The vampire squid, known to scientists as Vampyroteuthis infernalis, looks more like something that swam out of a late-night science fiction movie. The squid has large fins at the to of its body that resemble large ears. It is very gelatinous in form, resembling a jellyfish more than the common squid. The vampire squid has the largest eyes relative to its body size of any animal. Though it is relatively small, growing to a length of only about six inches, it has globular eyeballs as large as the eyes of a large dog. The vampire squid's body is covered with light-producing organs called photophores. This gives the squid the unique ability to "turn itself on or off" at will.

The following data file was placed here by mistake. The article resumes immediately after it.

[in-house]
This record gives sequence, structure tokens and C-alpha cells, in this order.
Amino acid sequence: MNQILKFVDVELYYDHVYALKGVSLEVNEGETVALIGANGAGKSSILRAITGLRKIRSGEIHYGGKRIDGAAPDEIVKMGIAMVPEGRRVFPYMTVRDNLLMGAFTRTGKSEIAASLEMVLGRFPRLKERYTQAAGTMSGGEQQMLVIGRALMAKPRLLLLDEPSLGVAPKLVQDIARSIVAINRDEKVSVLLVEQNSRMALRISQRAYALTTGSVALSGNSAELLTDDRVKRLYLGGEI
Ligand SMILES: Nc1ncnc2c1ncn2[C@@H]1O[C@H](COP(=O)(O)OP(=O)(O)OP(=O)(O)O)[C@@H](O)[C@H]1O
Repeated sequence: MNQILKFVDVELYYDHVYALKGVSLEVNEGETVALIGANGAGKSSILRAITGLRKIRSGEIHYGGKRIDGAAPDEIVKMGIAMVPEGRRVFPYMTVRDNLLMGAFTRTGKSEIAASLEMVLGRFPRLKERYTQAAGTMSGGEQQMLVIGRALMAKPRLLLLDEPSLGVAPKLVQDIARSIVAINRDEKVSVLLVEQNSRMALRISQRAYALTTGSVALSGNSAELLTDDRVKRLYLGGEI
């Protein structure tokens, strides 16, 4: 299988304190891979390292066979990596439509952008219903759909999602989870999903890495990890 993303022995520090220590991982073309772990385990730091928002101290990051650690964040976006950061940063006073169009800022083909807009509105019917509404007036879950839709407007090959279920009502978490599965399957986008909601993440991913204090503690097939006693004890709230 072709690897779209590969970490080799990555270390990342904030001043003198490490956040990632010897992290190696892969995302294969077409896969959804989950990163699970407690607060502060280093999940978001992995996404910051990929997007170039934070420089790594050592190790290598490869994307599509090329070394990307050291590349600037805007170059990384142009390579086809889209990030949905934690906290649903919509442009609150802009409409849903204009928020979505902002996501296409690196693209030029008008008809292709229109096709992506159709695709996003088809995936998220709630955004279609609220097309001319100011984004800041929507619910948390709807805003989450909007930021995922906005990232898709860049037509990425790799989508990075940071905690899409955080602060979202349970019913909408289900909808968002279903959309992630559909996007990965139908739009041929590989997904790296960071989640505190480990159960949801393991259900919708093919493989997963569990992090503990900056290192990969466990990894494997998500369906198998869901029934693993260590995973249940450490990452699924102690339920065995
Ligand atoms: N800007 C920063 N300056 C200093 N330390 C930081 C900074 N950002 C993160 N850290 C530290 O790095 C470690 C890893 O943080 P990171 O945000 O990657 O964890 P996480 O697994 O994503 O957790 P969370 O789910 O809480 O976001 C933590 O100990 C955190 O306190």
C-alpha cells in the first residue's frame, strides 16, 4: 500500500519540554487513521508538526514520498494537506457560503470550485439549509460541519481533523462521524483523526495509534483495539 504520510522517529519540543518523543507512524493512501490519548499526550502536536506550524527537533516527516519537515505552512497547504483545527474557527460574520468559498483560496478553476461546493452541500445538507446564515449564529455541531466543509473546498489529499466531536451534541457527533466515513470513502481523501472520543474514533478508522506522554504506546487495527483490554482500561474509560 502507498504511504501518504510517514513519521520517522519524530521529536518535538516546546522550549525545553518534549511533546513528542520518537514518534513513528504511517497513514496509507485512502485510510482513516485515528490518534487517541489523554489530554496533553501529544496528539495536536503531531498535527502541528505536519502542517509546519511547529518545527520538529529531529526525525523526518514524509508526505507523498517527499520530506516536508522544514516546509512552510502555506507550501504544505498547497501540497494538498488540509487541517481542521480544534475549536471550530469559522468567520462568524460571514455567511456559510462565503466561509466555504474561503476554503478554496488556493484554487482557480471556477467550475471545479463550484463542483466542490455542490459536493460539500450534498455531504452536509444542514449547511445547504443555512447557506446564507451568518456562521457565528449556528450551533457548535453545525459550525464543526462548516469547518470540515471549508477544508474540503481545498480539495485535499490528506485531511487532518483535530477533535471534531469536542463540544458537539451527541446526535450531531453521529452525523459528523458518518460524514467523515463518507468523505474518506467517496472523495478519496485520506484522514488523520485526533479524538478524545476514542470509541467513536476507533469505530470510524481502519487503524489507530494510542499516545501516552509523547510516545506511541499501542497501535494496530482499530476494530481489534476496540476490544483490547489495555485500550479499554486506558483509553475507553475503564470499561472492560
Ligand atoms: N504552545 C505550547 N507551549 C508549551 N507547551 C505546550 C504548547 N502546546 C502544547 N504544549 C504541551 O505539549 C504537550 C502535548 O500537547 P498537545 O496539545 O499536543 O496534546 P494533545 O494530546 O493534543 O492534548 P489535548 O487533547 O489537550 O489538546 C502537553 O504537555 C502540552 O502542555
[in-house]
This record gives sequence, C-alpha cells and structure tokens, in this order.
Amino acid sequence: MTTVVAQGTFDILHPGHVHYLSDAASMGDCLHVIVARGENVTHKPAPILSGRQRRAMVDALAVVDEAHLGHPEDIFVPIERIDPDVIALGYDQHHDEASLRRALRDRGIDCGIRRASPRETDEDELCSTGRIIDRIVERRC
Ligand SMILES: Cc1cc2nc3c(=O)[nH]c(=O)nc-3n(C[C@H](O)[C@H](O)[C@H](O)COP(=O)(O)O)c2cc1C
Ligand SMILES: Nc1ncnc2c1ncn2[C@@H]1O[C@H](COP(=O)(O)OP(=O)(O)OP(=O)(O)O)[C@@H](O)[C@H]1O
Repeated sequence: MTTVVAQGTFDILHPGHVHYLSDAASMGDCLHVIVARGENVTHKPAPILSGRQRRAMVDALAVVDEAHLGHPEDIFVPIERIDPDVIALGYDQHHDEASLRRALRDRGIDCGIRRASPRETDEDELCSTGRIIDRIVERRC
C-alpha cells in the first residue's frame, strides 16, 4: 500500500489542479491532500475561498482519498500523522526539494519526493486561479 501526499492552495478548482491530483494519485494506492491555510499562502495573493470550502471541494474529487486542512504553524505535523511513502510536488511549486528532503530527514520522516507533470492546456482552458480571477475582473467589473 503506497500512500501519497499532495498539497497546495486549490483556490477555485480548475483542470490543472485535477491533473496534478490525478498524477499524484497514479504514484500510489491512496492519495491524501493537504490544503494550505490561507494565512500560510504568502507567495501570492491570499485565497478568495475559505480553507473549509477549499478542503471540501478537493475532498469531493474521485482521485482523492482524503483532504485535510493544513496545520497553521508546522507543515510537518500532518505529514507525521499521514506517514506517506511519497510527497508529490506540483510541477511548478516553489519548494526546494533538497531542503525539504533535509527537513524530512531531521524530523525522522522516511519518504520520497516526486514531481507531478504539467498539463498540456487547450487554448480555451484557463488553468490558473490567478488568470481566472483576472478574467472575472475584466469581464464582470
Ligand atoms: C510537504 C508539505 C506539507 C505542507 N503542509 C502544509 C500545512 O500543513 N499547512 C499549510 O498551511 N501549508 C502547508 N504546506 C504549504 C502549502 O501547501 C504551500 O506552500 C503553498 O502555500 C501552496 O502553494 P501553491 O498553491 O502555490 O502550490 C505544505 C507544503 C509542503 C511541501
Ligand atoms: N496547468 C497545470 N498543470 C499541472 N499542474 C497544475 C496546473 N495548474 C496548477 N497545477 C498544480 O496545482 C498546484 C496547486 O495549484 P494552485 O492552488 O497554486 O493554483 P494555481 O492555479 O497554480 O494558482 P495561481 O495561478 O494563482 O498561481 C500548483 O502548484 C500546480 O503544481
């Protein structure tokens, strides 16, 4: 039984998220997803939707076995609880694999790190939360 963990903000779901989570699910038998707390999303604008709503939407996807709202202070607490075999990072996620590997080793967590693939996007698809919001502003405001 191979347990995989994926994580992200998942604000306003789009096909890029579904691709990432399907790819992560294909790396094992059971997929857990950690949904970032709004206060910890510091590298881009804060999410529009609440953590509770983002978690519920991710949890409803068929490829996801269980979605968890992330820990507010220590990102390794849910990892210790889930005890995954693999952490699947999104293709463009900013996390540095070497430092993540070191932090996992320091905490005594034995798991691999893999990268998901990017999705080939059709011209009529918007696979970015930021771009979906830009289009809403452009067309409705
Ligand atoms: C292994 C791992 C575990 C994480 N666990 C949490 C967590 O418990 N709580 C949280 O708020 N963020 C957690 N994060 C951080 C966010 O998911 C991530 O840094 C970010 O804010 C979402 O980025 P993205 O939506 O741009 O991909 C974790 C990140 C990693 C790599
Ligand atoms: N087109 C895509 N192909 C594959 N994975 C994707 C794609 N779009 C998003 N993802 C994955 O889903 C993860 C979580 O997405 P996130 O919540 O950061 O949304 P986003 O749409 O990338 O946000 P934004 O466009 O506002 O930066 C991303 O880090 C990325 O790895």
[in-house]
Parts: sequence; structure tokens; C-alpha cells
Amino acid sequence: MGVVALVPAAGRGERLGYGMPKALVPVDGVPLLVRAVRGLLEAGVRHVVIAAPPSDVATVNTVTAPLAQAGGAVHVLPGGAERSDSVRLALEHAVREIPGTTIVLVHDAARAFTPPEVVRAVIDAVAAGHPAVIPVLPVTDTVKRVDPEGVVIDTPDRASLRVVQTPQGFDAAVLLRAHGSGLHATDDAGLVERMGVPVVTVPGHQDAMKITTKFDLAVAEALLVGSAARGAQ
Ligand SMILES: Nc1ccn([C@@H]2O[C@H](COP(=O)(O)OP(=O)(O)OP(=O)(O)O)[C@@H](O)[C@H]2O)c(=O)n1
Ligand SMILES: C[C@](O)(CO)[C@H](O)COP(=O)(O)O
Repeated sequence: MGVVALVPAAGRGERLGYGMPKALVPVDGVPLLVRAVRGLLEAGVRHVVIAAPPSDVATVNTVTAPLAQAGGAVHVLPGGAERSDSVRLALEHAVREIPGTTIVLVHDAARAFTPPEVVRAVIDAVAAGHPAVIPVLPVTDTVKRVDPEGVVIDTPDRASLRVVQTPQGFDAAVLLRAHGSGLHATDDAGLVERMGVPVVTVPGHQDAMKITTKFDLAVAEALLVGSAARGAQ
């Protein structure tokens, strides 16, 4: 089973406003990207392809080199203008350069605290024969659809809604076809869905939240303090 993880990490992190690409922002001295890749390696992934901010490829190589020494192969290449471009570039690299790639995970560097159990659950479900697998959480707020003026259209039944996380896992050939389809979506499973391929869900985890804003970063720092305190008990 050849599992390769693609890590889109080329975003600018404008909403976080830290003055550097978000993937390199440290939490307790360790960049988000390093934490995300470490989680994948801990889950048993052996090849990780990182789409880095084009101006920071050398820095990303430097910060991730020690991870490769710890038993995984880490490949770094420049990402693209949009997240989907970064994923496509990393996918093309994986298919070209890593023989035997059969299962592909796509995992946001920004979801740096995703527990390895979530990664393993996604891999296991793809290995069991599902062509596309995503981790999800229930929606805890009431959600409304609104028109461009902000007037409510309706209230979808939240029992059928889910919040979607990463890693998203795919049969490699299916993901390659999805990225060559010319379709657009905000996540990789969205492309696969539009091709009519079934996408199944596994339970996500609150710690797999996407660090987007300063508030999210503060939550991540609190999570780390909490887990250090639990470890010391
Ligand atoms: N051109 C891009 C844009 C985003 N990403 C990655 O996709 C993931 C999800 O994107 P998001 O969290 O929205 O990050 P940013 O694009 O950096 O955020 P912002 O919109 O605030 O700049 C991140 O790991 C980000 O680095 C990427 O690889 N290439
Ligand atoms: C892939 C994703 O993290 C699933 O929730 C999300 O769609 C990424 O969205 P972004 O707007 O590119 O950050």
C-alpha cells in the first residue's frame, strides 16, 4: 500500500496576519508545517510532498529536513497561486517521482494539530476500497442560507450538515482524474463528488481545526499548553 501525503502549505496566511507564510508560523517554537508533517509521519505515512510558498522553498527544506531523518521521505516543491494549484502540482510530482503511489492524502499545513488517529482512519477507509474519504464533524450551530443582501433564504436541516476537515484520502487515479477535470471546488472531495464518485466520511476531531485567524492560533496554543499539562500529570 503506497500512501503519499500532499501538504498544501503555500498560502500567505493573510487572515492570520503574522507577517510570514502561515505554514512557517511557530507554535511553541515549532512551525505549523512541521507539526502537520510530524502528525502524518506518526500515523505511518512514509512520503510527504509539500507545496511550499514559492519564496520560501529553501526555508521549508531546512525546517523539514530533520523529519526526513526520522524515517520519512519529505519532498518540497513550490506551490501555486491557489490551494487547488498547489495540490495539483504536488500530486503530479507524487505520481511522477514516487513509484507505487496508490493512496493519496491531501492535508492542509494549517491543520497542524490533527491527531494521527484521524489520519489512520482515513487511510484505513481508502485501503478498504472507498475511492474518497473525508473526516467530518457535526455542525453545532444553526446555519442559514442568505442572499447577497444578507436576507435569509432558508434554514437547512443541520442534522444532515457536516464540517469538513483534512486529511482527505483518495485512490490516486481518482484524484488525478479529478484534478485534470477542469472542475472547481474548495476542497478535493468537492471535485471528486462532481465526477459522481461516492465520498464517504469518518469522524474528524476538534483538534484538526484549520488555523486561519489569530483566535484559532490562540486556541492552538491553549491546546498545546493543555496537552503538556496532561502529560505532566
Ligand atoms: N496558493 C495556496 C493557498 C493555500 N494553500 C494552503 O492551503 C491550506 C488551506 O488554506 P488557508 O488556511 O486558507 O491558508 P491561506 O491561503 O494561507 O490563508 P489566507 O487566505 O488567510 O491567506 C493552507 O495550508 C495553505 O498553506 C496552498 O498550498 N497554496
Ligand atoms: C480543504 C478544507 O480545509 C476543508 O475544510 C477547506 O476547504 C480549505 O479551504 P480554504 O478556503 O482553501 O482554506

When the photophores are off, the squid is completely invisible in the dark waters where it lives. These squid live as deep as 3000 feet. Unlike other squid and octopi, the vampire squid has no ink sack. The squid's arms are covered with sharp tooth-like spikes. This is what gives the animal its unique name. One pair of arms has been modified into retractile filaments that can extend to twice the body length of the animal. The squid may use these arms to capture its prey. When threatened, the squid can draw its arms up over itself and form a defensive web that covers its body. The vampire squid can swim extremely fast for a gelatinous animal. It can reach a speed of 2 body lengths per second and can accelerate to this speed in only 5 seconds. If danger is present, it can make several quick turns in an attempt to escape its enemies. The vampire squid is found throughout the world in most tropical and temperate regions.